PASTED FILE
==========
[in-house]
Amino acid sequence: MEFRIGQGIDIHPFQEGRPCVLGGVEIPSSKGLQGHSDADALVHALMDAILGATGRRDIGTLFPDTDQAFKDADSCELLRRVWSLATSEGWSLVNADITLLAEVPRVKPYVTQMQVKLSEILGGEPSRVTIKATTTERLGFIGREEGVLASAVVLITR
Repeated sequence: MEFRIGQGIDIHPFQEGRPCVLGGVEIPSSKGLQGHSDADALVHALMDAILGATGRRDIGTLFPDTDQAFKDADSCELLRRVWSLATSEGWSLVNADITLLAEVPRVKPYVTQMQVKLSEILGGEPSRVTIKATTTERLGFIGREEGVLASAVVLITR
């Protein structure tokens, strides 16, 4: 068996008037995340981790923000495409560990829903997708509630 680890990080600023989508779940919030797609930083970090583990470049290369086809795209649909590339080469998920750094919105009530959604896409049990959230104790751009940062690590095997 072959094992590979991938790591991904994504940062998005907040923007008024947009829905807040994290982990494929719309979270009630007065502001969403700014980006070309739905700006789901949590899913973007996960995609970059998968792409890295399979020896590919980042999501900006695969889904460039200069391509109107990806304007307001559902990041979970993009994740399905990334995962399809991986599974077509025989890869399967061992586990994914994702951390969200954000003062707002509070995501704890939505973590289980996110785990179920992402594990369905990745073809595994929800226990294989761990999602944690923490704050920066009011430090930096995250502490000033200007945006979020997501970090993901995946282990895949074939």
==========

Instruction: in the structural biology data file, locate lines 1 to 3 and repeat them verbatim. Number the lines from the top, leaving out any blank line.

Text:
[in-house]
Amino acid sequence: MEFRIGQGIDIHPFQEGRPCVLGGVEIPSSKGLQGHSDADALVHALMDAILGATGRRDIGTLFPDTDQAFKDADSCELLRRVWSLATSEGWSLVNADITLLAEVPRVKPYVTQMQVKLSEILGGEPSRVTIKATTTERLGFIGREEGVLASAVVLITR
Repeated sequence: MEFRIGQGIDIHPFQEGRPCVLGGVEIPSSKGLQGHSDADALVHALMDAILGATGRRDIGTLFPDTDQAFKDADSCELLRRVWSLATSEGWSLVNADITLLAEVPRVKPYVTQMQVKLSEILGGEPSRVTIKATTTERLGFIGREEGVLASAVVLITR